Change of setting

After the Christmas post I was planning to write a post with my so noble and great New Year’s resolutions but since I seem to be failing so badly so far, I’m happy I didn’t get to that.

The last week of the last year was really hectic and dreadful. We packed our life in a small 2x2m storage space, boarded a plane on 31 Dec in London, and landed in Johannesburg on the first day of the new year.

To make the long story short, we acquired the car we had bought some months ago via internet in Gaborone, Botswana, spent some days in a nice guest house and glossy malls, and then crossed the country through the Kalahari quite uneventfully

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to arrive in our beautiful village, Epukiro RC, in the Omaheke, Namibia.

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DSC_2864DSC_2882DSC_3199DSC_2869A catholic mission which runs a huge farm (and  pretty much the whole village) had agreed to take us in, and we have now settled in a nice small house on the mission’s premises. Now, when you hear a mission, don’t imagine anything big. It’s “only Father and Brother”, as a local boy once told me – Brother John and Father Raimond. It was established at the beginning of the 1900s, had once been quite big and active, and nowadays it’s just decaying slowly and beautifully.

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As of ourselves, we seem to cope pretty well with the change of setting and the sudden heat which claimed us right out of the plane in Johannesburg. We don’t have a regular internet connection, nor a TV or a radio, and, not surprisingly, we actually have time to stop, listen and do things. The boys pretty much depend on their own resourcefulness for play. The place is swarming with all sorts of insects, birds, and reptiles, and one can spend hours watching a millipede,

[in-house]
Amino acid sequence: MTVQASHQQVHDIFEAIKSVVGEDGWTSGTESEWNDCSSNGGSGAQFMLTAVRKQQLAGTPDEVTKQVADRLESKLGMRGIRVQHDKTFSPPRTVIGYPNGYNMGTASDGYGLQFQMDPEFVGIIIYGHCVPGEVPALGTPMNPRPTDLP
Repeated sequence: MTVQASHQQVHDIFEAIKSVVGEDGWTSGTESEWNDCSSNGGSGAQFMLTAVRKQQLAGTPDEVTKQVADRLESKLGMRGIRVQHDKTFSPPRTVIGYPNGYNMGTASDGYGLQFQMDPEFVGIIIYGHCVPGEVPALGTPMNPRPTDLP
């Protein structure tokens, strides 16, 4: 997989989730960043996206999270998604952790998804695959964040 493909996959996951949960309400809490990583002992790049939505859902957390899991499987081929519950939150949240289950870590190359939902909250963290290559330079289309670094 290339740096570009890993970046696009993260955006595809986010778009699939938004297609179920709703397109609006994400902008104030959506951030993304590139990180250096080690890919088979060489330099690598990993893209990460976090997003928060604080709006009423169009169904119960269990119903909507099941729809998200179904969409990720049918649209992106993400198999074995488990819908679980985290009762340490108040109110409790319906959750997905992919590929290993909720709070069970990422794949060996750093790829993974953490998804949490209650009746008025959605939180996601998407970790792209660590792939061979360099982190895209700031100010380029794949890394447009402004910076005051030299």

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playing with a stick insect

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or watching a shaky chameleon find its way out of our yard.

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The other two main attractions are water

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and the bush.

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And since the boys are dead tired in the evenings, and go to bed quite early, my man and I have all the time in the world to just sit outside, enjoy the cool air, talk, and watch a beautiful sunset

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or a bright full moon.

DSC_3252And if it sounds too romantic, I’ll tell you that it’s not. It’s just what people do when there’s nothing else to do.

The reason we had come to southern Africa is my ethnographic fieldwork which is the most amazing, challenging and interesting thing one can imagine. Unfortunately, I’ll have to keep that one for myself.

It might take a while until you hear from us again. Until then, find simple pleasures and dream big. Night!

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